See your tree!
For each order you plant one tree
We have partnered with Tree-nation to reduce greenhouse gas emissions. In practice, this means that for every order with us, one tree is planted. In fact, it is you who plants a tree in our Linnebjerg-Living forest and afterwards donate it to the local farmers.
Who owns the trees from the projects I support?
Tree-Nation’s platform to plant trees has the main goal to protect the environment and therefore, does not grant any right of ownership, disposition, or use of the trees. The owner of the planting site is the owner of the trees.
In every project, a local structure (usually an NGO) will work with local communities to help them plant trees on their land.
We focus on “productive” species that can provide fruits, gum, resin, oil, or wood as a source of revenue to those communities. This fact is key to make sure local owners will have a natural interest in protecting the trees during a very long period of time. When you plant a tree on Tree-Nation, it’s considered a donation but not an act of ownership on the trees or their production.
Who is Tree-nation?
Tree-Nation was founded in 2006 by Maxime Renaudin. From one single project in the driest and poorest country on earth, Niger, the project quickly evolved to help local teams of planters around the world.
Tree-Nation has been constantly innovating and is the creator of many tools that are now commonly used by other NGOs in our sector. In particular Tree-Nation invented the virtual tree, then the online forest and many other software tools in order to provide a unique technological solution aimed at breaking the distance between remote projects and their sponsors in developed countries.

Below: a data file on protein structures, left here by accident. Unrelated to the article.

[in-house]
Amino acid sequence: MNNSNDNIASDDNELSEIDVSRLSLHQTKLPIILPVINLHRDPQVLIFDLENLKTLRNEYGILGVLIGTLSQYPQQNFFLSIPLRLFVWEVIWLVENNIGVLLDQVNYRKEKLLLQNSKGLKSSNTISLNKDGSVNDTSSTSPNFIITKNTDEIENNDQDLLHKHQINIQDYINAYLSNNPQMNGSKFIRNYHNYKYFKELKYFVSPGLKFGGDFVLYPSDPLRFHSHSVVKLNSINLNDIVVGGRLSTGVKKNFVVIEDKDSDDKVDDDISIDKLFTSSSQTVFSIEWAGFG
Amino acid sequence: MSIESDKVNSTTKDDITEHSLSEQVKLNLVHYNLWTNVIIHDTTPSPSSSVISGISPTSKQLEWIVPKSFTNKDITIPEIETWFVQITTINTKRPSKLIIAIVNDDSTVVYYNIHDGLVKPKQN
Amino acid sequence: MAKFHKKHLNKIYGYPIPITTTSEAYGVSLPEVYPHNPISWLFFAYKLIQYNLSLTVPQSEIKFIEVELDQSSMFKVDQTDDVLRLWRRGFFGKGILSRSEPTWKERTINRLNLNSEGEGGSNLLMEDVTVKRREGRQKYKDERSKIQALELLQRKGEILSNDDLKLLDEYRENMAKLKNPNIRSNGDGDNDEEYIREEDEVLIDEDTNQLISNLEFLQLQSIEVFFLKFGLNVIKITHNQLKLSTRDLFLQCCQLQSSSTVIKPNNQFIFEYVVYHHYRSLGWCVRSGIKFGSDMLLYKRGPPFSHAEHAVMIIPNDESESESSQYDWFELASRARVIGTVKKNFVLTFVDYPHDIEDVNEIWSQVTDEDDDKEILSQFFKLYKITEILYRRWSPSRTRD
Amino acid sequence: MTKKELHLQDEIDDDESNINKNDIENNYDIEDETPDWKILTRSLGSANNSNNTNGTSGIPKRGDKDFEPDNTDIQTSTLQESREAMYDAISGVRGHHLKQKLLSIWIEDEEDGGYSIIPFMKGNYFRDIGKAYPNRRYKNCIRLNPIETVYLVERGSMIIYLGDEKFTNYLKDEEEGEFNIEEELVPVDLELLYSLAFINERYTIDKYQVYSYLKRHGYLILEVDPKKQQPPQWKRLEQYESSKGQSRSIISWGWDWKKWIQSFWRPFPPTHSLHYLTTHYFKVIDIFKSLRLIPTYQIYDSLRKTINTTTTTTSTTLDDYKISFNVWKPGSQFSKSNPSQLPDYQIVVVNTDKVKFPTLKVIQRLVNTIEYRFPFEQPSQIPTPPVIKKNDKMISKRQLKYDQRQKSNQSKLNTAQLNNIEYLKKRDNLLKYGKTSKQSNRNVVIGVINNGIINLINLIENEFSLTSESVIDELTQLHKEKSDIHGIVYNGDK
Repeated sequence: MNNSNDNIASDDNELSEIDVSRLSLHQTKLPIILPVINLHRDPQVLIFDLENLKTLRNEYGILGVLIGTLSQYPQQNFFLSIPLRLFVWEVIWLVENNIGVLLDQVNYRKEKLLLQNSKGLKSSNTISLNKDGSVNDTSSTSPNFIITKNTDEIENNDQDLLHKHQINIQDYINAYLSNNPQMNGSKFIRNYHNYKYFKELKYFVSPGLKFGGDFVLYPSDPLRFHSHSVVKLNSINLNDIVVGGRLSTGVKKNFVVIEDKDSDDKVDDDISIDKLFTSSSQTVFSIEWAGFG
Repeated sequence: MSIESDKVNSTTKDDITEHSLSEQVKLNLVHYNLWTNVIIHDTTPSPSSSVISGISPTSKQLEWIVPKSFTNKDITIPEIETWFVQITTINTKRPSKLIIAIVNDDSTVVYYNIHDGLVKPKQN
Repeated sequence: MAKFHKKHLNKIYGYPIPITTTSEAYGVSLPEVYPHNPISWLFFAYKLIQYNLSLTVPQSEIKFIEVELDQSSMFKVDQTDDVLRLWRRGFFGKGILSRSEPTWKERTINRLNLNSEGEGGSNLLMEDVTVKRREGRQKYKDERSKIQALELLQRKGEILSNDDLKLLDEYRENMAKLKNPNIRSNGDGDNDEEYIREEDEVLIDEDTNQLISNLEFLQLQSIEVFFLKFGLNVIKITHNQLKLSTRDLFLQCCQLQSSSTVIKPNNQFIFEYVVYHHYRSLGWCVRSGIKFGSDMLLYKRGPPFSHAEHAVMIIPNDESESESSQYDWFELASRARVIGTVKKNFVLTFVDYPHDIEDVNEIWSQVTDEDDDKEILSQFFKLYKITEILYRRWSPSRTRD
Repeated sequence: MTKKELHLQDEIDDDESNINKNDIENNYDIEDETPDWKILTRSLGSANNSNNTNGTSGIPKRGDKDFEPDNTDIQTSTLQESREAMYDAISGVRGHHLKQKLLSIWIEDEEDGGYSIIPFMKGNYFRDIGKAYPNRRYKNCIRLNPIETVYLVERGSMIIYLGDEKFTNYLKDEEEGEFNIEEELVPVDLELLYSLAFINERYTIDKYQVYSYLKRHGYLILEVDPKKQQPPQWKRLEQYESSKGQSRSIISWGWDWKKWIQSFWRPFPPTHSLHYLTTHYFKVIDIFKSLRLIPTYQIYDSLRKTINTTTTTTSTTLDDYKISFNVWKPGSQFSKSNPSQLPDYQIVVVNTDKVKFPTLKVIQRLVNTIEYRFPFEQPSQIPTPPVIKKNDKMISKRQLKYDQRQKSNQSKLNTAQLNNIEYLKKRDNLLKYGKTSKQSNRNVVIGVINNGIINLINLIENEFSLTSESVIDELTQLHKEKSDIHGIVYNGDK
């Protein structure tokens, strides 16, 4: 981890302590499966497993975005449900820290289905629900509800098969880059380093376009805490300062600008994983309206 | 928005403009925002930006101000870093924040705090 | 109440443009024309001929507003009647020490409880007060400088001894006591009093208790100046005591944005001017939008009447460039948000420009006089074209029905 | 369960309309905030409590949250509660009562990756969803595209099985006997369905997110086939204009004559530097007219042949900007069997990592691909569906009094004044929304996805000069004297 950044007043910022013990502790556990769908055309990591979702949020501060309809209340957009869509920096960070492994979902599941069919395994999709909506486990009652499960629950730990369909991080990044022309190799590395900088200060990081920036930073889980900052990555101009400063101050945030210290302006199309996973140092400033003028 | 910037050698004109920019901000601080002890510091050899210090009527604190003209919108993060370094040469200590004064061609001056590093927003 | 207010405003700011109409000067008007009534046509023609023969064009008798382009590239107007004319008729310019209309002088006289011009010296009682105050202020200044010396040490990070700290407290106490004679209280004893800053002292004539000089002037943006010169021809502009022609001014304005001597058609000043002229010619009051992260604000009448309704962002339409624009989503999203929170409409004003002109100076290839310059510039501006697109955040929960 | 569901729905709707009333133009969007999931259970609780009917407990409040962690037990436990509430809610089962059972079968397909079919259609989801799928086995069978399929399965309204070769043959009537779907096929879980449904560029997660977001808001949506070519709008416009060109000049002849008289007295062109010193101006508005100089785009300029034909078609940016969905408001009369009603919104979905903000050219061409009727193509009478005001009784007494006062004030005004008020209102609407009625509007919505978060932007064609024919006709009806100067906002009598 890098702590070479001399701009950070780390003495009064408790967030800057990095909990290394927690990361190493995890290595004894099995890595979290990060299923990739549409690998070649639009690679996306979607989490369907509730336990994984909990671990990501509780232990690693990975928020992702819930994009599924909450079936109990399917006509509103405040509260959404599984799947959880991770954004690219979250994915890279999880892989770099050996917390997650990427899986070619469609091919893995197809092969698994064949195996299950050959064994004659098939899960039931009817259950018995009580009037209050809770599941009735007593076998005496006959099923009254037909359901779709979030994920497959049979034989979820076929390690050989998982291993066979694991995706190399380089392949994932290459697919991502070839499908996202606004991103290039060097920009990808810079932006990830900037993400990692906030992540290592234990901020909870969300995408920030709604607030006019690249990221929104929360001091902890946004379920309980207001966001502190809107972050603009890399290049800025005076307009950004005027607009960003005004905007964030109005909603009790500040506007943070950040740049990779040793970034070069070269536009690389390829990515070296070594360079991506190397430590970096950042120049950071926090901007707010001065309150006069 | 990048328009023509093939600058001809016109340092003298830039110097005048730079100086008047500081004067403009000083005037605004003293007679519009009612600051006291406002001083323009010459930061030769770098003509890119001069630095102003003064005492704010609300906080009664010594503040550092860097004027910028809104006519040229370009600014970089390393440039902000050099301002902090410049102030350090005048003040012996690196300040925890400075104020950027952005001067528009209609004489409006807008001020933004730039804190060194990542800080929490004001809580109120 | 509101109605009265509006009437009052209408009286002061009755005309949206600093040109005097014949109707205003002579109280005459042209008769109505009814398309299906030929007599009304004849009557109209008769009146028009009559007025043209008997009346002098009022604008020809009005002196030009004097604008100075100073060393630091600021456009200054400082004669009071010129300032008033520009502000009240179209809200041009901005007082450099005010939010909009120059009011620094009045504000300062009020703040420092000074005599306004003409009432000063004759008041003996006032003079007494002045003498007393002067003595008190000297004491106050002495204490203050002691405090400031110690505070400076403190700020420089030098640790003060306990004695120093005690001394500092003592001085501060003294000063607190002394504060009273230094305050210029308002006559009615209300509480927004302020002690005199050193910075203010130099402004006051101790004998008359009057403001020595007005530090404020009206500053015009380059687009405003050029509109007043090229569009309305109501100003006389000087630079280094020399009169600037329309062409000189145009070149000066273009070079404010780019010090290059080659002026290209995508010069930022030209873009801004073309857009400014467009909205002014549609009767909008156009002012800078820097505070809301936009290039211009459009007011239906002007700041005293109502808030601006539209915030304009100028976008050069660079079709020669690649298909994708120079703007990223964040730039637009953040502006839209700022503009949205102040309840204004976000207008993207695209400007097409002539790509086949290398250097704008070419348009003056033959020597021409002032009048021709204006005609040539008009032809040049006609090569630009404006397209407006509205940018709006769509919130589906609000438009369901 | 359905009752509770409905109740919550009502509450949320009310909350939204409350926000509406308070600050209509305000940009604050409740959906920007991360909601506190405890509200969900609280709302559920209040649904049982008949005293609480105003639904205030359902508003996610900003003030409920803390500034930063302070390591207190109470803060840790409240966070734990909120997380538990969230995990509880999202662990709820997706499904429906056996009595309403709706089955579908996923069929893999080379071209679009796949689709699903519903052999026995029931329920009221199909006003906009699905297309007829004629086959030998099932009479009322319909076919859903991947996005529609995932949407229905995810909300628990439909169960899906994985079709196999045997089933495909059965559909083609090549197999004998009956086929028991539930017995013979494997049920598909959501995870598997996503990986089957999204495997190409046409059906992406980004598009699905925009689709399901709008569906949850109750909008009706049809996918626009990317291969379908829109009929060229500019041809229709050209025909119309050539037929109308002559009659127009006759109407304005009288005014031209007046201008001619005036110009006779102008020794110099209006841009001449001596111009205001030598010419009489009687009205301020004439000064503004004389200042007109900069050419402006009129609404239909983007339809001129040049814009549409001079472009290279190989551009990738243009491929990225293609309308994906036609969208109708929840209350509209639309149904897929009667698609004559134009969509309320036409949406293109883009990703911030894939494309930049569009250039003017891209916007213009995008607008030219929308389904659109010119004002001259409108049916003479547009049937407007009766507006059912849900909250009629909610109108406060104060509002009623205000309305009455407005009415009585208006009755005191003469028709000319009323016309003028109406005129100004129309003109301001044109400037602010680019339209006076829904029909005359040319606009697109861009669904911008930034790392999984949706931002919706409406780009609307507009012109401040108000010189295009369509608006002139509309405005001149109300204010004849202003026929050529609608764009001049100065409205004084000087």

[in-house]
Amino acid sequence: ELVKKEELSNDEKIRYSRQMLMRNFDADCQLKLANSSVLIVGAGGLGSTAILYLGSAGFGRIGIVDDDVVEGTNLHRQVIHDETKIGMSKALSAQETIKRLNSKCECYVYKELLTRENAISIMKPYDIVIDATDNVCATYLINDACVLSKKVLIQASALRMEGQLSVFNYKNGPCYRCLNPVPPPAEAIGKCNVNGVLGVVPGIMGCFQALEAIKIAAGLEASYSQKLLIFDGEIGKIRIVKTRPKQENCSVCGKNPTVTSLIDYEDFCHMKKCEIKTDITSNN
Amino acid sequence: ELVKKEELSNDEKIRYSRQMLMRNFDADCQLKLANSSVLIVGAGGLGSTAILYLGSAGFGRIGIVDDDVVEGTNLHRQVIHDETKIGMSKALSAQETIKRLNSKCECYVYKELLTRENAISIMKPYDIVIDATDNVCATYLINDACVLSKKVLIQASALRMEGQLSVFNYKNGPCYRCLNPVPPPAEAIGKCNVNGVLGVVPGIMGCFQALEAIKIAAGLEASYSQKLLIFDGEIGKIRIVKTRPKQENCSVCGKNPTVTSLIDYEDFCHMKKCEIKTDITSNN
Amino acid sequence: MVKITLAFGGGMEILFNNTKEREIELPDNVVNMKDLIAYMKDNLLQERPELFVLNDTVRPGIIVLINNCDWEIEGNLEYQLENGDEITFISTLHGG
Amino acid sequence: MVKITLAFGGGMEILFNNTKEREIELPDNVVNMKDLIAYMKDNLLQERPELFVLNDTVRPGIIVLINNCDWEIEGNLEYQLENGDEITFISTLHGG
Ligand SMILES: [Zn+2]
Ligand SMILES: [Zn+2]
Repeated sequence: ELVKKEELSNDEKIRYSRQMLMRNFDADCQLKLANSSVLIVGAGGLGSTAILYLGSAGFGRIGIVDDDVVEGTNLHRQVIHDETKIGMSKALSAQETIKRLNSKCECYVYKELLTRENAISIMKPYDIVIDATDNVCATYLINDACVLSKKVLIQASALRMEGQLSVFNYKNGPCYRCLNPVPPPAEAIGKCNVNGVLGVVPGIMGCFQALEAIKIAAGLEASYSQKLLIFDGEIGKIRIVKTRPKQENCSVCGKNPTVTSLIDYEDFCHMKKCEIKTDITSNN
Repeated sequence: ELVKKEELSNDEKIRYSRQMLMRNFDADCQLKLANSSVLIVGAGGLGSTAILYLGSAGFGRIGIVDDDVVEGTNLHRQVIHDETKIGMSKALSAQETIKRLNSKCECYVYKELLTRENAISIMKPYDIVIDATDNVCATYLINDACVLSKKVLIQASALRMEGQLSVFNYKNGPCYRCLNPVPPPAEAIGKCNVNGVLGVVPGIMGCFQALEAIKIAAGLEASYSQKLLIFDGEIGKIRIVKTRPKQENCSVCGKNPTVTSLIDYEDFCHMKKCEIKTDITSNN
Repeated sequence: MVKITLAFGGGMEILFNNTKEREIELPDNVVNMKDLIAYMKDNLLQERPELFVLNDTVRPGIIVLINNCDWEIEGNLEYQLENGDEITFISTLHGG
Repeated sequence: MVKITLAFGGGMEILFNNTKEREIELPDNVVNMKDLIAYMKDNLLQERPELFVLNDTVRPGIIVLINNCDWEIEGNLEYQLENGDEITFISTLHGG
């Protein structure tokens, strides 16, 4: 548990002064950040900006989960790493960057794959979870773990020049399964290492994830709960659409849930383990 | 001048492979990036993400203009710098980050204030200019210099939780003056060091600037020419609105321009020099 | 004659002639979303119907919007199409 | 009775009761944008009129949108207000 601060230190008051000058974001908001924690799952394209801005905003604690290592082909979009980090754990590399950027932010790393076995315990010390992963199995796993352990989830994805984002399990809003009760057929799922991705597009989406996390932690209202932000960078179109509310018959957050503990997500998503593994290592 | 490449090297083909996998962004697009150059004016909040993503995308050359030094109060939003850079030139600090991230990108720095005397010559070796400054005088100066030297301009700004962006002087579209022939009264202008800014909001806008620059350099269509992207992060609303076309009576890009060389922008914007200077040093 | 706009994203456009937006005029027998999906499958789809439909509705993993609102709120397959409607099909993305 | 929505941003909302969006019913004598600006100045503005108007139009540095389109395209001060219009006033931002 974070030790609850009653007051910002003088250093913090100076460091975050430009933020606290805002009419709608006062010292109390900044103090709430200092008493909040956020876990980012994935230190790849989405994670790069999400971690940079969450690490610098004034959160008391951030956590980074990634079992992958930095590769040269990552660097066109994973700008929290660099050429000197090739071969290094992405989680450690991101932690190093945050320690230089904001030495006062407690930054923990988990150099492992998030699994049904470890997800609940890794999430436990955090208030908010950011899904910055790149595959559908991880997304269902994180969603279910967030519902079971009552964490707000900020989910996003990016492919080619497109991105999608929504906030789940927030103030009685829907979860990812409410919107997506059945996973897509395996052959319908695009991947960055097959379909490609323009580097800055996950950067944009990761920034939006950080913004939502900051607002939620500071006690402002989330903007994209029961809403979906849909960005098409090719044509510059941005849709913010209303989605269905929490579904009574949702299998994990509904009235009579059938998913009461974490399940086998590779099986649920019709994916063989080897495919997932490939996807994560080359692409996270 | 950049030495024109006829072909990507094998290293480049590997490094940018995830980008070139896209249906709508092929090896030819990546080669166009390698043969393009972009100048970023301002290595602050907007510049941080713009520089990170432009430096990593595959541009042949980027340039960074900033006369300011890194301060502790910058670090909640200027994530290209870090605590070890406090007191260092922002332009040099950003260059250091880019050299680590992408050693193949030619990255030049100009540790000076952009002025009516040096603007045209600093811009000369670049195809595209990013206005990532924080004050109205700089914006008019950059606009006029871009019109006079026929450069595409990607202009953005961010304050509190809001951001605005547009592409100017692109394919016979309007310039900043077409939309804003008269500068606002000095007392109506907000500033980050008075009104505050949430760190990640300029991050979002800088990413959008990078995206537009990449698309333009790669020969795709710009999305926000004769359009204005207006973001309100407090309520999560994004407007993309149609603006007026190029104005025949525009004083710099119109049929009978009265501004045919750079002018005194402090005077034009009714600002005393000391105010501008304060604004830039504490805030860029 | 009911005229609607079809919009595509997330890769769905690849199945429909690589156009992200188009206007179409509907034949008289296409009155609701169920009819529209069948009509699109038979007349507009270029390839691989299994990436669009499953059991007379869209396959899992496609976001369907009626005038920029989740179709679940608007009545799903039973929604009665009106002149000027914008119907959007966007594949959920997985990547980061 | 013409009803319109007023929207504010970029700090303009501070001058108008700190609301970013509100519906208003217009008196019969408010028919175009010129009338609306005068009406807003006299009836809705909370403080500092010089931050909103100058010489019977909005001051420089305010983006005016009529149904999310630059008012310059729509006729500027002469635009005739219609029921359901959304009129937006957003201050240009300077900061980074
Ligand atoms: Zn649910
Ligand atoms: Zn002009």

Recognized internationally and becoming an official partner of the UNEP in 2007, Tree-Nation has evolved to help +4000 companies and +200,000 users to plant more than 7 million trees in more than 30 reforestation projects on 6 continents.
What happens with the CO2 when a tree dies?
When a tree dies, its captured CO2 will be progressively released as the tree decays. However, the fallen tree will also leave space for new trees to naturally spring, which will absorb similar or higher quantities of CO2, essentially making the forest a permanent and living carbon sink. The aim of reforestation (among many other positives ones) is to generate an extra carbon sink by improving the forest cover density of a degraded forest.
When a tree dies, its CO2 is slowly and progressively released into the atmosphere as the tree decays. Some CO2 can be stored for a longer time as #biochar, wood, or organic matter. If we oversimplify, taken as an independent element, we could consider the CO2 balance of a single tree as null. The CO2 absorbed during its lifetime is released. But no tree is an island. If we look at it from the forest perspective, for each tree that dies, a spot in the forest is freed (and a shadow removed) for a new tree to grow and absorb more CO2. To oversimplify again, we could consider a forest a constant carbon sink, that neither intakes nor releases CO2. The reality is a bit different as a forest can keep extending (a tropical forest can grow up to 60% per year) and much of the carbon is permanently sunk into the subsoil.
The idea of a reforestation or afforestation project will be to increase and maximize the carbon storage capacity of the forest. In short, in terms of carbon capture, it doesn’t matter if a tree dies naturally in a forest, providing the whole forest is well managed and not being deforested.
How will my donation be used and what portion of it will go to the projects?
The funds will mostly go directly to the local project you support, but Tree-nation also use a part of the fund to build and keep improving our global reforestation platform and advance education on climate change.
The platform is highly scalable and designed to be 100% self-service and automated. This way, over time, Tree-nation expect to increase the share of The funds that will go directly to the local projects.